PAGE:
French satellite operator Eutelsat will be the first commercial customer for Blue Origin's New Glenn rocket, the two companies announced Tuesday.
Eutelsat said it will launch a satellite on the rocket sometime in 2021 or 2022. New Glenn, it said, is still being developed and is expected to start flying in 2020.
Blue Origin — a space firm based in Kent, Wash., owned by Amazon.com Inc. founder Jeff Bezos — began to approach customers a few months ago, Bezos said Tuesday in a keynote speech at the Satellite 2017 conference in Washington, D.C.
"It's really a great partnership," he said of the contract with Eutelsat. "The whole thing is very exciting."
Blue Origin unveiled details about its New Glenn rocket in September. The rocket is to come in two variants: a two-stage version that will be 270 feet tall and carry payloads into e used to reach low-Earth orbit, and a three-stage, 313-foot-tall version that will be capable of launching satellites and astronauts into higher orbits and beyond.
The first stage of the rocket is designed to be reusable, returning to Earth and landing upright after separating from the second stage.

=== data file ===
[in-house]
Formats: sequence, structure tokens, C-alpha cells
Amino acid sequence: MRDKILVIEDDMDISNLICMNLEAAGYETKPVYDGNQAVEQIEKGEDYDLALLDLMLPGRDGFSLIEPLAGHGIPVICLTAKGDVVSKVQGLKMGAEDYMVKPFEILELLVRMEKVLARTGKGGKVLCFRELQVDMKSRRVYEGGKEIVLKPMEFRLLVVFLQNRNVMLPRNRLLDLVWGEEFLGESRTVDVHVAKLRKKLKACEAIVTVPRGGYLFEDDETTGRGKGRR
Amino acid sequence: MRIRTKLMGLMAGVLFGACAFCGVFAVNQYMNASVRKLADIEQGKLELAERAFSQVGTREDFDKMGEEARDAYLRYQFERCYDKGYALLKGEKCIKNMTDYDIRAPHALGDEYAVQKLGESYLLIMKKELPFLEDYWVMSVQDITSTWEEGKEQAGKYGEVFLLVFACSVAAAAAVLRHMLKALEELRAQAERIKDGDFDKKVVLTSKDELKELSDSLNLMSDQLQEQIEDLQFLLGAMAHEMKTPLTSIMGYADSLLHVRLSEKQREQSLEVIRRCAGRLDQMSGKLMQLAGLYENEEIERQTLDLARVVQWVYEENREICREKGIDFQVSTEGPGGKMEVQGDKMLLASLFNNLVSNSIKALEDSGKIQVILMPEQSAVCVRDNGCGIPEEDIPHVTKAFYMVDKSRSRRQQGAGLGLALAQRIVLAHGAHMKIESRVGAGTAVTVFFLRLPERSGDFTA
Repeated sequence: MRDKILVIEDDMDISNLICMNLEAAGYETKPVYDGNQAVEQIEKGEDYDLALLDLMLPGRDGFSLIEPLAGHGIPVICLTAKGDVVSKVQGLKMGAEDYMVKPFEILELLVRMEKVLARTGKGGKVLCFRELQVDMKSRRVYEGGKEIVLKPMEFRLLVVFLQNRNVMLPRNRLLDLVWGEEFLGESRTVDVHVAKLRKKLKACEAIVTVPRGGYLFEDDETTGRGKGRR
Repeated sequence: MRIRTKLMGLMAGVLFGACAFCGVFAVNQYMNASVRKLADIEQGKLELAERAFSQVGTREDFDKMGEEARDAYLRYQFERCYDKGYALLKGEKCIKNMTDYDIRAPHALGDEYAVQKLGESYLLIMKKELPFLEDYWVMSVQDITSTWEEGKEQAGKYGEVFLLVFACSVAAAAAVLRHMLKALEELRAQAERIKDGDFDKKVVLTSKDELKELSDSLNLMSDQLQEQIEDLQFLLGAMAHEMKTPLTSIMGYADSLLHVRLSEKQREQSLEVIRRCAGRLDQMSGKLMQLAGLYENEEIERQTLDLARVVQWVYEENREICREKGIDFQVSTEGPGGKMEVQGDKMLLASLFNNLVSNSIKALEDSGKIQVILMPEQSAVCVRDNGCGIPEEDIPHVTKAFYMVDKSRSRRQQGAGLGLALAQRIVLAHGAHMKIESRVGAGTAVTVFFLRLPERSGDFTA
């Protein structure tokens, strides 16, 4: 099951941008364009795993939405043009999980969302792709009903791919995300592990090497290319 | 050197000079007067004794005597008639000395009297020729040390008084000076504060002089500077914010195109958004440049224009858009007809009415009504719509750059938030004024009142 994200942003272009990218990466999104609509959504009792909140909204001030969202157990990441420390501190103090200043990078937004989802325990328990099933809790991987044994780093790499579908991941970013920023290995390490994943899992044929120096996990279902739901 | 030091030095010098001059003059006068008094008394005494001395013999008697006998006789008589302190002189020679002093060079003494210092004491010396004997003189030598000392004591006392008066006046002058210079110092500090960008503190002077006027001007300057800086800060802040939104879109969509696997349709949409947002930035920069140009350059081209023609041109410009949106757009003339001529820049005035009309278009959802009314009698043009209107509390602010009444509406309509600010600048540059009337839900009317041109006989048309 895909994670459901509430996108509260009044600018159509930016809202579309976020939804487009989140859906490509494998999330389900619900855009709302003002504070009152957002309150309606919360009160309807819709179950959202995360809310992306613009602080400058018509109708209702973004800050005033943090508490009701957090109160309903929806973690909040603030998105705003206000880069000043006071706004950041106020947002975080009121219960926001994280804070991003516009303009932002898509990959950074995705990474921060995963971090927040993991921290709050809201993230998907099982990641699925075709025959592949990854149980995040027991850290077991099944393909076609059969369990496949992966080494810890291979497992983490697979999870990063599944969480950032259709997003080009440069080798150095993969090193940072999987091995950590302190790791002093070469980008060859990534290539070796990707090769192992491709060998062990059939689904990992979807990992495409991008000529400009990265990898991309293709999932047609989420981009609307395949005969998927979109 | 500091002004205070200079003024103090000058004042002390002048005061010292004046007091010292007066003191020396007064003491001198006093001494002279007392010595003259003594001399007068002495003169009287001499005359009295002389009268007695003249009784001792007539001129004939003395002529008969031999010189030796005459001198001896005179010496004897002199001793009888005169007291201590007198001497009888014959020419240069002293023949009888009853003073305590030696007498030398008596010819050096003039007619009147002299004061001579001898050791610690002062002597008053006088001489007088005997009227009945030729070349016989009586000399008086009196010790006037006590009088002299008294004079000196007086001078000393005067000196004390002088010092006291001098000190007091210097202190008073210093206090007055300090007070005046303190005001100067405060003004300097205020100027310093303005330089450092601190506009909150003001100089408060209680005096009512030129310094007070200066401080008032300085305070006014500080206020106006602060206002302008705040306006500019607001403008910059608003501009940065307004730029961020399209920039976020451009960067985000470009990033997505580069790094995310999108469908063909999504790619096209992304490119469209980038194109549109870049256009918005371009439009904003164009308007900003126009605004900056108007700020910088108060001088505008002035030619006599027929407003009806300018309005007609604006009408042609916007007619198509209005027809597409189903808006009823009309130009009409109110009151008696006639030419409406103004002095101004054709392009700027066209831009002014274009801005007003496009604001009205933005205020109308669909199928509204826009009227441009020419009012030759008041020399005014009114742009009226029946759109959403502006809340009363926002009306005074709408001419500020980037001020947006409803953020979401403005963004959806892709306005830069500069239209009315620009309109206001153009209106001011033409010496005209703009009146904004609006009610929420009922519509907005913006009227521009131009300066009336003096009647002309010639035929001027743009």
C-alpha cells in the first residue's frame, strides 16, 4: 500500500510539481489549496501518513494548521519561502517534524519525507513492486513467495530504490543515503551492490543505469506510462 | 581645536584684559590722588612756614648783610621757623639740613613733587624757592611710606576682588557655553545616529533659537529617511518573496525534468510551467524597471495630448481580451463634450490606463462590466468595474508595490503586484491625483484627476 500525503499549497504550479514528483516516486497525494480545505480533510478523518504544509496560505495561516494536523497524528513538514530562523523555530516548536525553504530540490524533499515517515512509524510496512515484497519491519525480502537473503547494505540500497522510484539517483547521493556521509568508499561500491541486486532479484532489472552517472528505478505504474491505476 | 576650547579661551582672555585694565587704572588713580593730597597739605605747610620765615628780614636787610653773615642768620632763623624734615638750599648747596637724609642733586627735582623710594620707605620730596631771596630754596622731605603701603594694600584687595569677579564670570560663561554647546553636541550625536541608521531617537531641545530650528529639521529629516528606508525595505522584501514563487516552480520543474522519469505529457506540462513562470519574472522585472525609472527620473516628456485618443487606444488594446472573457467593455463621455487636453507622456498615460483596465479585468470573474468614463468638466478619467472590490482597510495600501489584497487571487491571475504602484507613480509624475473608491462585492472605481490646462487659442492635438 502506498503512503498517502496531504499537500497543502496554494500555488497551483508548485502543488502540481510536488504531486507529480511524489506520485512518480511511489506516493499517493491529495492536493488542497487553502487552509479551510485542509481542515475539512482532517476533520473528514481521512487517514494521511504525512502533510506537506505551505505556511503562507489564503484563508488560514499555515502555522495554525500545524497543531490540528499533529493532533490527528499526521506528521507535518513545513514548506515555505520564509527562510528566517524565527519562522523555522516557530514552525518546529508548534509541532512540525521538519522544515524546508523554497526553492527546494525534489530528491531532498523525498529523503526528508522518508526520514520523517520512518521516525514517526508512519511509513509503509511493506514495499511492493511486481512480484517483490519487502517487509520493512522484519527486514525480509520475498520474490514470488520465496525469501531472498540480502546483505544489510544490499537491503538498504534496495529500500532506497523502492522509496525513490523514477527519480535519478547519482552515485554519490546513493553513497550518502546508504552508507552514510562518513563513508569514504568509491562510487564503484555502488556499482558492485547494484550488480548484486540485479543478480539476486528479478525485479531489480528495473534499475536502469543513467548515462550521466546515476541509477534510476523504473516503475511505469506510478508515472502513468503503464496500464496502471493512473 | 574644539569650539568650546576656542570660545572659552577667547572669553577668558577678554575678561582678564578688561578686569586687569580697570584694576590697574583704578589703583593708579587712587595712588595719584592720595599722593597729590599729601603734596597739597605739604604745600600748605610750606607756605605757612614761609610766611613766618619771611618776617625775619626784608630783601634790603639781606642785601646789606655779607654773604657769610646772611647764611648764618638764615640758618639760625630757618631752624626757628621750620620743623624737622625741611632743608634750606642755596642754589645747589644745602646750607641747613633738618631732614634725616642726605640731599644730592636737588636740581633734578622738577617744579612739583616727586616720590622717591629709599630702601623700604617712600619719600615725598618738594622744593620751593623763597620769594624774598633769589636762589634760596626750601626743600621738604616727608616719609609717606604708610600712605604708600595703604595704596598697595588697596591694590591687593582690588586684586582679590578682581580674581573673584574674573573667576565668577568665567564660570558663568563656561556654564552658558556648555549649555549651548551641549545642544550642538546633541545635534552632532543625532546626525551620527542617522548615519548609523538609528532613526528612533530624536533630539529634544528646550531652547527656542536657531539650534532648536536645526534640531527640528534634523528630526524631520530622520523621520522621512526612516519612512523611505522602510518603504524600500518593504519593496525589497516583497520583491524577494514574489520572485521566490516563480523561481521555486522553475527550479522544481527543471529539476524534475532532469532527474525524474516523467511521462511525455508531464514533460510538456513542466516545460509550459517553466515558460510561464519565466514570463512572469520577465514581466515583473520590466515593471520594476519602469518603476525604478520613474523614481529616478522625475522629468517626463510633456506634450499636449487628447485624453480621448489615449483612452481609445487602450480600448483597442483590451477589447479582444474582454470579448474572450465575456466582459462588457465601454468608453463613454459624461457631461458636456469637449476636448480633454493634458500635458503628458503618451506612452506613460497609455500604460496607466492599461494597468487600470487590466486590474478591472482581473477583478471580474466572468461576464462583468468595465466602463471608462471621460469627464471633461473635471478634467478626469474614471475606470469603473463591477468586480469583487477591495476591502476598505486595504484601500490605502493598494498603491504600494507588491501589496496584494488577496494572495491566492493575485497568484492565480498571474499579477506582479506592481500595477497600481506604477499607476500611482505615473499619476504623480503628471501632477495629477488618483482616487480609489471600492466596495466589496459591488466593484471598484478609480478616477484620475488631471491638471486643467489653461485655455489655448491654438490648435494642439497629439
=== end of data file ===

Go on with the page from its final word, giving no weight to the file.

The New Glenn, named after astronaut John Glenn, is expected to compete with SpaceX's heavy-lift Falcon Heavy rocket, which is set to launch for the first time this summer.
Eutelsat Chief Executive Rodolphe Belmer said the company was convinced that Blue Origin had the "right mind-set to compete in the launch service industry."
"In including New Glenn in our manifest we are pursuing our longstanding strategy of innovation that drives down the cost of access to space and drives up performance," he said in a statement.
Blue Origin has also been testing its New Shepard reusable launch vehicle, which is designed to take paying tourists into suborbital space. It is named after astronaut Alan Shepard.